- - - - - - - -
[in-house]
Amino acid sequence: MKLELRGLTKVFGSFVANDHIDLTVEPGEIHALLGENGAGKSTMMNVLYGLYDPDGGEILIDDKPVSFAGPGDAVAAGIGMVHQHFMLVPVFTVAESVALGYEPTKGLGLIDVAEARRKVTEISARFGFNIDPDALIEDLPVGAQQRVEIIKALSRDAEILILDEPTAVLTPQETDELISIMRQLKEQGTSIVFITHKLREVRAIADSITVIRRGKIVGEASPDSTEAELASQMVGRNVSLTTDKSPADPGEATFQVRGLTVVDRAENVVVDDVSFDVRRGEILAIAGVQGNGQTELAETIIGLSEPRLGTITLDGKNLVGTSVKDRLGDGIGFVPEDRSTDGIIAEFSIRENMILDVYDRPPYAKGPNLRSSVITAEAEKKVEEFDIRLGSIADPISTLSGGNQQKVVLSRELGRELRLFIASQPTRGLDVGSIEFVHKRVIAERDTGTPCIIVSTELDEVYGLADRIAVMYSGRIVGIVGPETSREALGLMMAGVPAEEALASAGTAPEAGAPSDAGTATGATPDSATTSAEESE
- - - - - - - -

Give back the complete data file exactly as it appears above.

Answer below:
[in-house]
Amino acid sequence: MKLELRGLTKVFGSFVANDHIDLTVEPGEIHALLGENGAGKSTMMNVLYGLYDPDGGEILIDDKPVSFAGPGDAVAAGIGMVHQHFMLVPVFTVAESVALGYEPTKGLGLIDVAEARRKVTEISARFGFNIDPDALIEDLPVGAQQRVEIIKALSRDAEILILDEPTAVLTPQETDELISIMRQLKEQGTSIVFITHKLREVRAIADSITVIRRGKIVGEASPDSTEAELASQMVGRNVSLTTDKSPADPGEATFQVRGLTVVDRAENVVVDDVSFDVRRGEILAIAGVQGNGQTELAETIIGLSEPRLGTITLDGKNLVGTSVKDRLGDGIGFVPEDRSTDGIIAEFSIRENMILDVYDRPPYAKGPNLRSSVITAEAEKKVEEFDIRLGSIADPISTLSGGNQQKVVLSRELGRELRLFIASQPTRGLDVGSIEFVHKRVIAERDTGTPCIIVSTELDEVYGLADRIAVMYSGRIVGIVGPETSREALGLMMAGVPAEEALASAGTAPEAGAPSDAGTATGATPDSATTSAEESE